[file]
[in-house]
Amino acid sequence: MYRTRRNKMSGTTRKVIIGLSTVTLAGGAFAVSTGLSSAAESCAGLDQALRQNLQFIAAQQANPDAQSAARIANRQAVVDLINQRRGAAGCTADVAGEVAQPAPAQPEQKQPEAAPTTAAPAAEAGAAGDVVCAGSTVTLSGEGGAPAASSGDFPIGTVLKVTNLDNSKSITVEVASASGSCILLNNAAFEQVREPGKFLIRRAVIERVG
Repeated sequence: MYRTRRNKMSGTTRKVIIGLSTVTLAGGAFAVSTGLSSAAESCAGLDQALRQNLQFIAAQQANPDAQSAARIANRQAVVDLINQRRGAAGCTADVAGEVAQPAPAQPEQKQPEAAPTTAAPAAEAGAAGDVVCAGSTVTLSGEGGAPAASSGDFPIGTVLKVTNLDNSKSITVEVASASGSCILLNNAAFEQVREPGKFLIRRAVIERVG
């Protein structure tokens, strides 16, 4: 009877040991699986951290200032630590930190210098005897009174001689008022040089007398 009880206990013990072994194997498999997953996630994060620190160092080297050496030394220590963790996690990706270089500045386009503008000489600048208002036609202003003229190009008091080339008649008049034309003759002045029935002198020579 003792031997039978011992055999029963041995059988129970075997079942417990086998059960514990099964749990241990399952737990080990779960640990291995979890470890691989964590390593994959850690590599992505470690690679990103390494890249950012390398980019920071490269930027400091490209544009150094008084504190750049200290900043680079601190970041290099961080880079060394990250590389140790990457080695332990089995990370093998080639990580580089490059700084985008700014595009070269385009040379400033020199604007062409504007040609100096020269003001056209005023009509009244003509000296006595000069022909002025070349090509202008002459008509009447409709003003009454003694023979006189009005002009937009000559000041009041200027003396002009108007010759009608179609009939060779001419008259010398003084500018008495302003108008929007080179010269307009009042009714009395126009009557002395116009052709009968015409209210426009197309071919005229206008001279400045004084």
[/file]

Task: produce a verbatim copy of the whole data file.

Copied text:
[in-house]
Amino acid sequence: MYRTRRNKMSGTTRKVIIGLSTVTLAGGAFAVSTGLSSAAESCAGLDQALRQNLQFIAAQQANPDAQSAARIANRQAVVDLINQRRGAAGCTADVAGEVAQPAPAQPEQKQPEAAPTTAAPAAEAGAAGDVVCAGSTVTLSGEGGAPAASSGDFPIGTVLKVTNLDNSKSITVEVASASGSCILLNNAAFEQVREPGKFLIRRAVIERVG
Repeated sequence: MYRTRRNKMSGTTRKVIIGLSTVTLAGGAFAVSTGLSSAAESCAGLDQALRQNLQFIAAQQANPDAQSAARIANRQAVVDLINQRRGAAGCTADVAGEVAQPAPAQPEQKQPEAAPTTAAPAAEAGAAGDVVCAGSTVTLSGEGGAPAASSGDFPIGTVLKVTNLDNSKSITVEVASASGSCILLNNAAFEQVREPGKFLIRRAVIERVG
């Protein structure tokens, strides 16, 4: 009877040991699986951290200032630590930190210098005897009174001689008022040089007398 009880206990013990072994194997498999997953996630994060620190160092080297050496030394220590963790996690990706270089500045386009503008000489600048208002036609202003003229190009008091080339008649008049034309003759002045029935002198020579 003792031997039978011992055999029963041995059988129970075997079942417990086998059960514990099964749990241990399952737990080990779960640990291995979890470890691989964590390593994959850690590599992505470690690679990103390494890249950012390398980019920071490269930027400091490209544009150094008084504190750049200290900043680079601190970041290099961080880079060394990250590389140790990457080695332990089995990370093998080639990580580089490059700084985008700014595009070269385009040379400033020199604007062409504007040609100096020269003001056209005023009509009244003509000296006595000069022909002025070349090509202008002459008509009447409709003003009454003694023979006189009005002009937009000559000041009041200027003396002009108007010759009608179609009939060779001419008259010398003084500018008495302003108008929007080179010269307009009042009714009395126009009557002395116009052709009968015409209210426009197309071919005229206008001279400045004084």